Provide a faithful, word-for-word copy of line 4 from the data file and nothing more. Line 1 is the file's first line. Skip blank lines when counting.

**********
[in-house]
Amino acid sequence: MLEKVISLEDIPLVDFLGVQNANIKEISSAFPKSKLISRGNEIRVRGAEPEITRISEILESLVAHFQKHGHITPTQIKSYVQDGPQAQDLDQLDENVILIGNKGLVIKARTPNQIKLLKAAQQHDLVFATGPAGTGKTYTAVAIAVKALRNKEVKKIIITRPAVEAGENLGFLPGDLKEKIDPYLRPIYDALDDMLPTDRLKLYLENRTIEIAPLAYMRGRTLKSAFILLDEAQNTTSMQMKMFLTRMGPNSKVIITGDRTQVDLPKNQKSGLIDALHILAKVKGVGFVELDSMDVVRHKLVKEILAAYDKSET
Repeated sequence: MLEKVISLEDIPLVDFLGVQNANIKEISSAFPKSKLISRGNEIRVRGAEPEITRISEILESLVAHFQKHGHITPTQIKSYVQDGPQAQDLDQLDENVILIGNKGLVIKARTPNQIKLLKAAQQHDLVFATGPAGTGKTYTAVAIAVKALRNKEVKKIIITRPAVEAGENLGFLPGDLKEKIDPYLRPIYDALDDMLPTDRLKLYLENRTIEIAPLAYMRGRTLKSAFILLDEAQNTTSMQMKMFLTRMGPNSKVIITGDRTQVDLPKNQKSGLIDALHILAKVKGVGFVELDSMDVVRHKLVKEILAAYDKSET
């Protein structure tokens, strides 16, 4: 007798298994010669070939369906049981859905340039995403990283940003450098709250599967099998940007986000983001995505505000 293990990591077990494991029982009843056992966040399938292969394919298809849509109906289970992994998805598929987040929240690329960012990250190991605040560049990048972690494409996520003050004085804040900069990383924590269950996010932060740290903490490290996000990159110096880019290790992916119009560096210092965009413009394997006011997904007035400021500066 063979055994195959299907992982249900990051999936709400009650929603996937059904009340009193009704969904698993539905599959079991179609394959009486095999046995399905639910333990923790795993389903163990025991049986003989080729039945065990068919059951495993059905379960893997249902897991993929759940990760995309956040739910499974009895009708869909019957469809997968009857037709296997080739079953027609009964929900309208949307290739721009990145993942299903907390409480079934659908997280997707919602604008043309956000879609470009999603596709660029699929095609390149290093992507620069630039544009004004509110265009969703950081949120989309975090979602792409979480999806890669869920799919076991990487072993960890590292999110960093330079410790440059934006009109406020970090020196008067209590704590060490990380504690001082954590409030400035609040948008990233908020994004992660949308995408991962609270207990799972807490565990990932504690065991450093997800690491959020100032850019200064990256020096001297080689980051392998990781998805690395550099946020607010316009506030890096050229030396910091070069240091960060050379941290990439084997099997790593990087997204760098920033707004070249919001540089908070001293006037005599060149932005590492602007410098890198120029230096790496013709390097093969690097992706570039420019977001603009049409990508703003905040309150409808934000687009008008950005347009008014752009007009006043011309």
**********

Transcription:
């Protein structure tokens, strides 16, 4: 007798298994010669070939369906049981859905340039995403990283940003450098709250599967099998940007986000983001995505505000 293990990591077990494991029982009843056992966040399938292969394919298809849509109906289970992994998805598929987040929240690329960012990250190991605040560049990048972690494409996520003050004085804040900069990383924590269950996010932060740290903490490290996000990159110096880019290790992916119009560096210092965009413009394997006011997904007035400021500066 063979055994195959299907992982249900990051999936709400009650929603996937059904009340009193009704969904698993539905599959079991179609394959009486095999046995399905639910333990923790795993389903163990025991049986003989080729039945065990068919059951495993059905379960893997249902897991993929759940990760995309956040739910499974009895009708869909019957469809997968009857037709296997080739079953027609009964929900309208949307290739721009990145993942299903907390409480079934659908997280997707919602604008043309956000879609470009999603596709660029699929095609390149290093992507620069630039544009004004509110265009969703950081949120989309975090979602792409979480999806890669869920799919076991990487072993960890590292999110960093330079410790440059934006009109406020970090020196008067209590704590060490990380504690001082954590409030400035609040948008990233908020994004992660949308995408991962609270207990799972807490565990990932504690065991450093997800690491959020100032850019200064990256020096001297080689980051392998990781998805690395550099946020607010316009506030890096050229030396910091070069240091960060050379941290990439084997099997790593990087997204760098920033707004070249919001540089908070001293006037005599060149932005590492602007410098890198120029230096790496013709390097093969690097992706570039420019977001603009049409990508703003905040309150409808934000687009008008950005347009008014752009007009006043011309």